JUNE 2015 BAD FAITH CASES: FIRST PARTY BAD FAITH CLAIM FAILS AS A MATTER OF LAW WHEN AN INSURER IS GRANTED SUMMARY JUDGMENT ON THE BREACH OF CONTRACT CLAIM (New Jersey Federal)
In 151 E. Leaming Ave Condo Ass’n v. QBE Specialty Ins. Co., the insured’s bad faith claim failed as a matter of law because the Court had already entered summary judgment in favor of the insurer as to the insured’s breach of contract claim.
The underlying suit arose after the insured’s property was damaged during Superstorm Sandy. The insured filed suit against its insurer, claiming breach of contract and breach of the implied covenant of good faith and fair dealing/bad faith. In support, the insured alleged that the insurer “failed to pay insurance benefits due and owed under its policy.” The commercial policy at issue contained water exclusion for property coverage. After investigating the insured’s claim, the insurer determined that the property loss was caused by a flood and denied the claim pursuant to the water exclusion.
The insured argued that the property damage was caused by wind, not water, and obtained an expert report to support this conclusion. The insurer filed for summary judgment. It took the position that the expert report should be stricken based on impermissible “net opinions.” Additionally, the insurer argued that the insured’s expert had no experience with regard to evaluating wind or flood damage, and that his observations as a lay witness did not create a genuine issue of material fact. The Court agreed and ordered the expert report to be stricken.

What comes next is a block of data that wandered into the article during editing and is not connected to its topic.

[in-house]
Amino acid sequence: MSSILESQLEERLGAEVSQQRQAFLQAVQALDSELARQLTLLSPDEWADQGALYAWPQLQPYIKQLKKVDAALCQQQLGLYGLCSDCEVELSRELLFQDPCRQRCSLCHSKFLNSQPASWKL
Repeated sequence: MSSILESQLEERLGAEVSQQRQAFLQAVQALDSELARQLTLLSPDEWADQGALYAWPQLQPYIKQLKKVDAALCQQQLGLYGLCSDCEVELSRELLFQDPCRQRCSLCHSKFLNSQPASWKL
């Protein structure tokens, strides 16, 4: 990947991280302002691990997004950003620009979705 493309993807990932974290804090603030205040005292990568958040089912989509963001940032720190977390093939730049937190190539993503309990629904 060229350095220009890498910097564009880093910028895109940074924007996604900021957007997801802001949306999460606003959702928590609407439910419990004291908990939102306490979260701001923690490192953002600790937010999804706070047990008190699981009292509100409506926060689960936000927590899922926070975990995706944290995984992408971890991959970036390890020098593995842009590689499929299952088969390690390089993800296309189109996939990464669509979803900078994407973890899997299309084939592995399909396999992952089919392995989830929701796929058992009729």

The Court then considered additional evidence and arguments submitted by plaintiff, but found these too did not create genuine issues of material fact, and granted the insurer summary judgment on the breach of contract claim. The Court found that the insured presented “no competent evidence to permit a rational factfinder to conclude that wind and not water caused plaintiff’s damage.” Thus, the water exclusion applied and summary judgment was granted.
The Court then considered the insured’s bad faith claim, and noted that “in order to establish a bad faith claim, an insured must have been granted summary judgment in their favor on the issue of coverage.” Because the insurer was granted summary judgment as to the insured’s breach of contract claim, the Court found that the insured’s bad faith claim failed as a matter of law.